This week sees the publication of two articles in leading academic journals by doctoral students working on the CATENA Project.
Emanuele Scieri and Andrew Patton both began their doctoral research on the CATENA project in 2020, and have already made significant new findings in their fields, as shown by two articles which have appeared this week in internationally-recognised scholarly journals.
Emanuele is working on the under-researched field of the catenae on Acts. His article, "The Catena Manuscripts on Acts: A Revised Classification", now online in Vigiliae Christianae, is the first examination of the entire corpus of Acts catena manuscripts, building on the CATENA Project Database. In it, he demonstrates that the current classification of Acts catenae in the Clavis Patrum Graecorum needs to be expanded to take account of variations within the tradition.
The Catena Manuscripts on Acts: A Revised Classification (Emanuele Scieri)
Earlier scholarship faced a number of limitations in classifying catena manuscripts on the Acts of the Apostles. This study makes a comparison of exegetical scholia in selected text passages (Acts 2:1–16, 8:9–25, 28:19–31) in order to determine the different types of catena and how they relate to each other. This survey reveals the diversity of the tradition: some manuscripts are merely copies, which repeat the same text with only small variations, but others are unique and cannot be directly identified with a particular catena type. It is therefore necessary to expand the classification of catenae on Acts in the Clavis Patrum Graecorum so as to mark subdivisions within the individual types.
Andrew's research focusses on the catenae on the Gospels. In his article "Greek Catenae and the “Western” Order of the Gospels", published today in Novum Testamentum, he shows that all instances of the so-called "Western Order" in Greek gospel books copied after the sixth century are due to the set of related gospel catenae on Matthew, John, and Luke in those manuscripts. In fact, these earliest catenae on the gospels are found in a number of different, non-traditional sequences, unlike those of later tradition. Again, the comprehensive new analysis in this publication draws on the complete listing of New Testament catena manuscripts provided by the CATENA Project Database.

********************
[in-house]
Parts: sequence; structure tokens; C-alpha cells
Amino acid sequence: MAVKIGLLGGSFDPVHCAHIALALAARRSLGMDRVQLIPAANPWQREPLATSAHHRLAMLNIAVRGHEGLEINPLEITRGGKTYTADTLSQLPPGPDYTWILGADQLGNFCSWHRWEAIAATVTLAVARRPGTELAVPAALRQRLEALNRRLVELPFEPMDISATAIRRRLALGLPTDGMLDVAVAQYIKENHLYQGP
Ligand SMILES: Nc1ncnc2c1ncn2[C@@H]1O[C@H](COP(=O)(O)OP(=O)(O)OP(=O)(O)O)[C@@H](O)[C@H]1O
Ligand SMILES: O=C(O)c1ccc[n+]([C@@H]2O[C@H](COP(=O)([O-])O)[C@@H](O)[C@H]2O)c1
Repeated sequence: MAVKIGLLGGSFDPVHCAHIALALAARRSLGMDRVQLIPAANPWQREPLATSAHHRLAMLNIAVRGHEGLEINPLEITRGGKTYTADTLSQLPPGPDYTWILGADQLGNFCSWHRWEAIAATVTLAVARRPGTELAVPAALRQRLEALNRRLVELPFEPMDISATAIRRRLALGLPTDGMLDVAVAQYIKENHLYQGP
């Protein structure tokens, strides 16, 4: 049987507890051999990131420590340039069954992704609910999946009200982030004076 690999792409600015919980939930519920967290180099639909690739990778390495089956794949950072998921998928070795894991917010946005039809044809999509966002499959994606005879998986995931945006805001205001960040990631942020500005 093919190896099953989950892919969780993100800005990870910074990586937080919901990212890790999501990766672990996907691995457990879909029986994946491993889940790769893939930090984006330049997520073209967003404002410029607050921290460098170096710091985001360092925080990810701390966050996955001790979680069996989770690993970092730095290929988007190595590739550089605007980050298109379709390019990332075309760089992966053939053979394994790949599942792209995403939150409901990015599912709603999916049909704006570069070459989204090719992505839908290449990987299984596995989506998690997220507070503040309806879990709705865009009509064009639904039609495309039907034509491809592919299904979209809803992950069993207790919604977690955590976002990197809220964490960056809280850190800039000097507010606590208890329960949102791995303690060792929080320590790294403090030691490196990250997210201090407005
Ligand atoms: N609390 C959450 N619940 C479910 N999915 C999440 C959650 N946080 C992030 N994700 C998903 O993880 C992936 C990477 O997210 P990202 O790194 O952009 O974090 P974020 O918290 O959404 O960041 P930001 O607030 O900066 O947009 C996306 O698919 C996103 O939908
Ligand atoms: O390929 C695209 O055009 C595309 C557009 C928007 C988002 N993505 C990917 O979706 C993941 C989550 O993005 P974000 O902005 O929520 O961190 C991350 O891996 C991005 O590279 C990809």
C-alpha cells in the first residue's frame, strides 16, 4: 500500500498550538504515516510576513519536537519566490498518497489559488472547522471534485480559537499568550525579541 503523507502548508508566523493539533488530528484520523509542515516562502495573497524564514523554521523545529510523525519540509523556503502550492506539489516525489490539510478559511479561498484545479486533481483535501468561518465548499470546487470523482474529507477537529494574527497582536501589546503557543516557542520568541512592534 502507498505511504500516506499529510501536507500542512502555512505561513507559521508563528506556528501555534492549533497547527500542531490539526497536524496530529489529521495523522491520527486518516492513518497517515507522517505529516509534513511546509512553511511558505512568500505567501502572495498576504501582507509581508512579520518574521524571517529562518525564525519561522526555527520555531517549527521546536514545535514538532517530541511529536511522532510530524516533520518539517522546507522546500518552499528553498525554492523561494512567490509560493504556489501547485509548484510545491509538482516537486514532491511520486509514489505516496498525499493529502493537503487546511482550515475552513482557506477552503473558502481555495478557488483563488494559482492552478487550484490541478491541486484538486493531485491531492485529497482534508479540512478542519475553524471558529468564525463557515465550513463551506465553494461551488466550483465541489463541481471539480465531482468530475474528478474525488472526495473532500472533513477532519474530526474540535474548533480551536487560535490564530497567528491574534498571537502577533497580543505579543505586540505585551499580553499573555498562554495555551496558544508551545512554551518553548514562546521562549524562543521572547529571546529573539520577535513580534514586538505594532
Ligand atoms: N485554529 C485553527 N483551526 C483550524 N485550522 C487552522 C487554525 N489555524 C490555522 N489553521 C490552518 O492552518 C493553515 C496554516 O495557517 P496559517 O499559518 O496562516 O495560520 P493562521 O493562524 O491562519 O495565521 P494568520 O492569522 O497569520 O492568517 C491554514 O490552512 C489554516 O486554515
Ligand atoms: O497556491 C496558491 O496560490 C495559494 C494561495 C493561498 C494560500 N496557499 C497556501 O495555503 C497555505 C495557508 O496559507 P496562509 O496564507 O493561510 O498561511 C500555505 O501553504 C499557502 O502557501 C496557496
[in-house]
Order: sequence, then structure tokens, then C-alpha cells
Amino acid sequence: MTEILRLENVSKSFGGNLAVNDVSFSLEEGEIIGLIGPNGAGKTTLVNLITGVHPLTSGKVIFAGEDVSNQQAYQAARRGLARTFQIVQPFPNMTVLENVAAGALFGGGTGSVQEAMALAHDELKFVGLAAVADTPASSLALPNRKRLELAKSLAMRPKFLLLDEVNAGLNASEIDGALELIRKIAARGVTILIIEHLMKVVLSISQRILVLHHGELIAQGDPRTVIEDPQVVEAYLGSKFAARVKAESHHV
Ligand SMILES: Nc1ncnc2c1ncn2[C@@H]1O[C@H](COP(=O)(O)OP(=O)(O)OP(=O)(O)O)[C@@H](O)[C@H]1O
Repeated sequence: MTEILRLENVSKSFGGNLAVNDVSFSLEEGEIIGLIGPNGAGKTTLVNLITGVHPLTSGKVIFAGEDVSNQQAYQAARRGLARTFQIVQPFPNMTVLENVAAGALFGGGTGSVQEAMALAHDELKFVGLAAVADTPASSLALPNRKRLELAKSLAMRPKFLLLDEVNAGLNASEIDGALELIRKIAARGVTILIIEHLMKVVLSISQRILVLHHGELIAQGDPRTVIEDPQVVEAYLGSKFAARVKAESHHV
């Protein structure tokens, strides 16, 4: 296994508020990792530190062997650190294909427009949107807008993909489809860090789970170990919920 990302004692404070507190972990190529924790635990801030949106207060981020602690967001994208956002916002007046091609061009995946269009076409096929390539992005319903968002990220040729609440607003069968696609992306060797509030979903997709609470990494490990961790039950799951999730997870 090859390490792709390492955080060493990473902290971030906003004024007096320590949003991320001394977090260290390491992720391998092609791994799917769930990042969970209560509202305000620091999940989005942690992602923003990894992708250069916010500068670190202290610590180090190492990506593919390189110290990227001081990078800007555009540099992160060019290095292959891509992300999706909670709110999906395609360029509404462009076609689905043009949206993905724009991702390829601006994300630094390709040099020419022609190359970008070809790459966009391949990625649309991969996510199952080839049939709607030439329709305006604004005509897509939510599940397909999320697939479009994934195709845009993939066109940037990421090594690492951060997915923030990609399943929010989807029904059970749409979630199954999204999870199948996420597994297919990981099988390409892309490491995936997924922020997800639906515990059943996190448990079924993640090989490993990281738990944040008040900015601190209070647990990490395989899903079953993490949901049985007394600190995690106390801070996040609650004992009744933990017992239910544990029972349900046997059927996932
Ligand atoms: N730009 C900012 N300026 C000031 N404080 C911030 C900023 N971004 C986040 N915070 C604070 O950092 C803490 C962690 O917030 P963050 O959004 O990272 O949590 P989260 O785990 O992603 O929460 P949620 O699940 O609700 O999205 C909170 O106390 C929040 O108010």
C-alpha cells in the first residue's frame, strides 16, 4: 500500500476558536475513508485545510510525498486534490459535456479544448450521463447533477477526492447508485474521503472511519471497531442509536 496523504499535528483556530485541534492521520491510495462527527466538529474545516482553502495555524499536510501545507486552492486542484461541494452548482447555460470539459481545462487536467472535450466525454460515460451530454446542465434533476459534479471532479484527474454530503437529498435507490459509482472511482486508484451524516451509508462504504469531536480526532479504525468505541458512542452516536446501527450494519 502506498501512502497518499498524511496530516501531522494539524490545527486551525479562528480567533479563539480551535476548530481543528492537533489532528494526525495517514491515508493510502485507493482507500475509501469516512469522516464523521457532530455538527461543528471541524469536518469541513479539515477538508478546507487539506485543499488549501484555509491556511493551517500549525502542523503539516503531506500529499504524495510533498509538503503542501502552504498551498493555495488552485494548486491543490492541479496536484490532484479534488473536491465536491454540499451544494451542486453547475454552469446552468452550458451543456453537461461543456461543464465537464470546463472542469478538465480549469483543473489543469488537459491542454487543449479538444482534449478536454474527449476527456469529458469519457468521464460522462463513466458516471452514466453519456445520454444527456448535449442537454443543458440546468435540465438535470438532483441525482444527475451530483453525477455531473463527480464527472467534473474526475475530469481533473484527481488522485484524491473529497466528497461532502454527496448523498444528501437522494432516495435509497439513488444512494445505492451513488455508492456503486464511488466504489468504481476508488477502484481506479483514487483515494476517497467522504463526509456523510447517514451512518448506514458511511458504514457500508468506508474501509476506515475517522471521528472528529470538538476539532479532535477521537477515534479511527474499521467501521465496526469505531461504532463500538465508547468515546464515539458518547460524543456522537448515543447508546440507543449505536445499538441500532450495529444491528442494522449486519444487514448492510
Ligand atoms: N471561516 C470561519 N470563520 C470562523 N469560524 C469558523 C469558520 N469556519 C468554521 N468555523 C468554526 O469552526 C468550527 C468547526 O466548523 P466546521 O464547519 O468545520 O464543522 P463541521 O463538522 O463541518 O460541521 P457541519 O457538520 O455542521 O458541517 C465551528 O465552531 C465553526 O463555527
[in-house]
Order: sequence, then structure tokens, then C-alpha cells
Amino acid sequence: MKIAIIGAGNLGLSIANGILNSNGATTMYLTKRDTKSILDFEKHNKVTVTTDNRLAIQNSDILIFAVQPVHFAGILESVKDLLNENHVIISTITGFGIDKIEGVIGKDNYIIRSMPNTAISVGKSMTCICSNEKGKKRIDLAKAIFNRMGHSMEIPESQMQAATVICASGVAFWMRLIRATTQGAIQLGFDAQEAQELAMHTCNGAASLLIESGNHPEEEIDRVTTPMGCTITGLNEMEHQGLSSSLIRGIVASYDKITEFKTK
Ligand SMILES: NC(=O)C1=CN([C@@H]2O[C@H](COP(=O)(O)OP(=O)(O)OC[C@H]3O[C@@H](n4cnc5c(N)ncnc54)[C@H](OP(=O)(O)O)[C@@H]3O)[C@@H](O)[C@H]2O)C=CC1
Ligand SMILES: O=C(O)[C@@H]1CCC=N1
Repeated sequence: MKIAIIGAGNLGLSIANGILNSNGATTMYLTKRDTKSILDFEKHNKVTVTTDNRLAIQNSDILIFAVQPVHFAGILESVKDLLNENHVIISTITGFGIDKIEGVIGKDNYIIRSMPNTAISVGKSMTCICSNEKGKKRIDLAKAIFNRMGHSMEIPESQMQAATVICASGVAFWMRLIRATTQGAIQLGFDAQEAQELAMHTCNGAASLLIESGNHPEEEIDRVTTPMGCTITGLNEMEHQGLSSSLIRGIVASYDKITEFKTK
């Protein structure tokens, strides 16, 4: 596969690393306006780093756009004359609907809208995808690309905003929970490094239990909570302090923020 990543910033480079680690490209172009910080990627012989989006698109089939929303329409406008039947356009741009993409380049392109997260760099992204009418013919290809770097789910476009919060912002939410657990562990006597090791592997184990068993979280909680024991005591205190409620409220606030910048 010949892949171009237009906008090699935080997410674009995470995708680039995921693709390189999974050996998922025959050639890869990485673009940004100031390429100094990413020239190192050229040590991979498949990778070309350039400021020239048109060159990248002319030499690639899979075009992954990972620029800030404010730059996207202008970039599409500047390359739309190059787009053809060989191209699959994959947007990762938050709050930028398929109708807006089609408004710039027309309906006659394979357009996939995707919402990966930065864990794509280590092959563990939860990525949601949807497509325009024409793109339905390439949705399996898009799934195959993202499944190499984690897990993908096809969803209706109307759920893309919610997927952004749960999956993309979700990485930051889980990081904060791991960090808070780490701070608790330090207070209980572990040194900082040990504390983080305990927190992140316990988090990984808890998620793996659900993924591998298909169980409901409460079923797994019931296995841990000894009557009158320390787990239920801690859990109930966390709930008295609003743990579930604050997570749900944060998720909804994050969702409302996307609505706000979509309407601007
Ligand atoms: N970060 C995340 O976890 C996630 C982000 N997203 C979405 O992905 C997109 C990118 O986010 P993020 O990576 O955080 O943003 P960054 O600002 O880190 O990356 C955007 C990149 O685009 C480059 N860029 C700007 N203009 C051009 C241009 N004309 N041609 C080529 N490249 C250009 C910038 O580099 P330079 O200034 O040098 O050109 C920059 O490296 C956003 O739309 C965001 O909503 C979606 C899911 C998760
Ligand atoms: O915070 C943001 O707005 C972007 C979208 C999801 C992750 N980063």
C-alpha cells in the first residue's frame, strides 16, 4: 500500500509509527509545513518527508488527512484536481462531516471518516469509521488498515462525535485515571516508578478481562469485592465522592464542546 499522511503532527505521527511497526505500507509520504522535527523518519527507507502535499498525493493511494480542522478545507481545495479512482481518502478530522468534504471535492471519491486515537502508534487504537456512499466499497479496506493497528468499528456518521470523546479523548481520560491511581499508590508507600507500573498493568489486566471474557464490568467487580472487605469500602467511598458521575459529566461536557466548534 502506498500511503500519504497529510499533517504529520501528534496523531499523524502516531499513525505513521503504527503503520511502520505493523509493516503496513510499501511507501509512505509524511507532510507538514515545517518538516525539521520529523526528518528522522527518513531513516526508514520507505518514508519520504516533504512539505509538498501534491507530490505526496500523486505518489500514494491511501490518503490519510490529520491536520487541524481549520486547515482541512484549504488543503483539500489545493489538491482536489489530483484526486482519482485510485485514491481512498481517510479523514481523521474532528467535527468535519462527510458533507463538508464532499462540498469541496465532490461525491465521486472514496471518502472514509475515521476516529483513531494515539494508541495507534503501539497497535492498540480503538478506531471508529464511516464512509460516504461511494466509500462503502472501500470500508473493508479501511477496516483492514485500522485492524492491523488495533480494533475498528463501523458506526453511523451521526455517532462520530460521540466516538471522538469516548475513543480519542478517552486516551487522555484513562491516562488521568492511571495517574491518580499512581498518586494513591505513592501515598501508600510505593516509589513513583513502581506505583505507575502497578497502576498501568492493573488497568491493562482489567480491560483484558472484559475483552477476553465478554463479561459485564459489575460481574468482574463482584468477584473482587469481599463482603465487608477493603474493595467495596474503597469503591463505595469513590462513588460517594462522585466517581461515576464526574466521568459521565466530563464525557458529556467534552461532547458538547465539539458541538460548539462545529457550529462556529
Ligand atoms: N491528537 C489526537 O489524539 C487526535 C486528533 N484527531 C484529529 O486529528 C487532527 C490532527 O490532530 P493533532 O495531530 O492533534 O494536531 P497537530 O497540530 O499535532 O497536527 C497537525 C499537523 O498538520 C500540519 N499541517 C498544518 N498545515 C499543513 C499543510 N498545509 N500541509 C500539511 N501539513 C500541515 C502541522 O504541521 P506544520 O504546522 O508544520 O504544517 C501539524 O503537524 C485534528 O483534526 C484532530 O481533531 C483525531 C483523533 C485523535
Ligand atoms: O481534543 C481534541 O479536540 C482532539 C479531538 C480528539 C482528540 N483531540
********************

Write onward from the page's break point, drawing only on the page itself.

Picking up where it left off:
Greek Catenae and the “Western” Order of the Gospels (Andrew J. Patton)
The “Western” order of the gospels—Matthew–John–Luke–Mark—is found in a few important ancient codices in both the Greek and the Latin tradition. Previous attempts to identify Greek minuscule manuscripts with this sequence have been inconclusive. This article presents five Greek minuscules which feature the gospels in the Western order. These five manuscripts, along with two Greek majuscules, contain the earliest form of the catena commentary on Matthew, John, and Luke. The analysis of these catenae reveals that the sequence of their composition is reflected in the cod- icology of these manuscripts, as well as non-standard orders of the gospels in other catena witnesses. It is therefore the presence of the commentary which explains the adoption of the Western order in seven of the eleven known occurrences in Greek.
As with all the CATENA project publications, both these articles are available in Open Access thanks to the generosity of the European Research Council.